In 1938, the Sisters of St. Joseph, at the request of Bishop Alencastre of Honolulu, arrived to staff St. Theresa’s School on the Island of Oahu. Subsequently, in response to the growing need of education for the young, the sisters opened more schools and catechetical centers in the Hawaiian Islands. As the state of Hawaii continues to expand with its multi-cultural population, the sisters strive to respond creatively to the complex and unique needs of its people. At present they serve in education as administrators, teachers, and advisors, as religious education directors, and as volunteers in parish settings. In July 2017, the Hawaii Vice Province officially joined the Los Angeles Province.


“The time has come when we are strongly advised to enter the foreign mission field. The Church realizes it is asking us to give out of our necessity and not out of surplus—but the appeal is for planting the Church, which we cannot deny.” With these words, written in 1955, Mother Eucharista Galvin indicated her willingness to commit the Sisters of St. Joseph of Carondelet to cooperate with the Church’s directive. The congregation chose Japan as the “mission field,” and on August 14, 1956, the first four sisters arrived at Yokohama Harbor. They eventually settled in Kyoto. In 1959, St. Joseph Joshi Gakuen, a school for girls, opened in Tsu. Since that time, many Sisters of St. Joseph have served in Japan. A number of Japanese women have also entered the community. Today Sisters of St. Joseph of Carondelet serve in Tsu and Tokyo. In April 2011, the Japan Vice Province became a region of the Los Angeles Province.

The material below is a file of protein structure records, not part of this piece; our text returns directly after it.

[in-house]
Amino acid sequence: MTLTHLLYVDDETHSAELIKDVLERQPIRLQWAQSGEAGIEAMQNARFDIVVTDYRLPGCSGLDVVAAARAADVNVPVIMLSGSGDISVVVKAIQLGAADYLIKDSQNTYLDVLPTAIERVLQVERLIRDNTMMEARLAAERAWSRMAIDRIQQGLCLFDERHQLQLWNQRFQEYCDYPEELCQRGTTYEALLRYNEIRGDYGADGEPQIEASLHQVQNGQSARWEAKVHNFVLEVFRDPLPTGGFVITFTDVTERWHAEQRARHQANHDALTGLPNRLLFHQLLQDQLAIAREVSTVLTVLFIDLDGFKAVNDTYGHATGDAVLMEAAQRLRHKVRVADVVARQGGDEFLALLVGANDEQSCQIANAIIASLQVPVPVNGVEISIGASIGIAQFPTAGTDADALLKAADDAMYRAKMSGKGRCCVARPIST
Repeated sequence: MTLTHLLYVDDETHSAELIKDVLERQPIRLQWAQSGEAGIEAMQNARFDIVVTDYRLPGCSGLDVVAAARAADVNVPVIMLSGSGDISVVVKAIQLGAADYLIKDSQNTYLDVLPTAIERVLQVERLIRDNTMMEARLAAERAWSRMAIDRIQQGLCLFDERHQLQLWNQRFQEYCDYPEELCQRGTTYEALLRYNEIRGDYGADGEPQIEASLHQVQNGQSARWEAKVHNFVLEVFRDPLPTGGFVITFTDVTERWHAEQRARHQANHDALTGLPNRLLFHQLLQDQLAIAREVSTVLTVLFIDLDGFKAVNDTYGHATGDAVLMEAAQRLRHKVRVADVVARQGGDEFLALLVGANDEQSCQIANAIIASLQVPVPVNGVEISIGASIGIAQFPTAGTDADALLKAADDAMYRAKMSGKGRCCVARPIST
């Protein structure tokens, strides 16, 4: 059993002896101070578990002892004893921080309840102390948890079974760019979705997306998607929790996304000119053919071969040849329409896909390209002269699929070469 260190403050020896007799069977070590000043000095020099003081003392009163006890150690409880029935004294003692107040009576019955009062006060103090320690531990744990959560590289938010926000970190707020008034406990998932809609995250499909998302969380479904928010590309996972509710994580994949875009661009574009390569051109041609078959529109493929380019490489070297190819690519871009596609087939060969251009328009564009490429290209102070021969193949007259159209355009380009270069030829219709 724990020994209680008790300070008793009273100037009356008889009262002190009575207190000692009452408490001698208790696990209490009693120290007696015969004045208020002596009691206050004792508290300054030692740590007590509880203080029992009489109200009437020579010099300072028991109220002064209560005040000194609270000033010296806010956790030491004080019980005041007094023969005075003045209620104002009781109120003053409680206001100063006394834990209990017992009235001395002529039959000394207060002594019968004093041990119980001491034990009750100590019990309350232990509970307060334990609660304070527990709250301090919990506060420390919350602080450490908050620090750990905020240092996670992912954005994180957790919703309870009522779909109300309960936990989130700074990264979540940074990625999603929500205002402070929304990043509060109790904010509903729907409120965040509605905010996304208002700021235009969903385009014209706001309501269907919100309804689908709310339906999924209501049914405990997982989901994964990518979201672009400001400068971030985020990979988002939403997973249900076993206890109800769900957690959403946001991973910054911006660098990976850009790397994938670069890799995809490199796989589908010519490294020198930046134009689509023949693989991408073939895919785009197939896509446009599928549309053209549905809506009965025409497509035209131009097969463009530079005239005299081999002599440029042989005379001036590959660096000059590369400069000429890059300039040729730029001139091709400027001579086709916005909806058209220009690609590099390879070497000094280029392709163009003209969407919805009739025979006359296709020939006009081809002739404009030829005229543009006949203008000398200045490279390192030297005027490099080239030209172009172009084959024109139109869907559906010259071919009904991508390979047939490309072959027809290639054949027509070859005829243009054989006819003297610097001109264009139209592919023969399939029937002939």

Our sisters became a mission in Talca, Chile in 1987. They went on to also serve in Curepto. Though we no longer have any Sisters serving in the country, a group of associates known as the Familia de San José keeps our charism thriving in these two communities.


In 2008, five Sisters of St. Joseph were welcomed to Gulu, Northern Uganda, by Archbishop John Baptist Odama. They immediately began setting up education classes, worked in health clinics, provided child care services, and began training catechists. Today that ministry continues. We have helped to build a maternity clinic in Gulu, where about 16 women in Uganda die every day from pregnancy and childbirth-related complications. We also work with the Water with Blessings project, providing vital water filters to women in the area. To read more about the ministry happening in Uganda go to csjgulu.blogspot.com.

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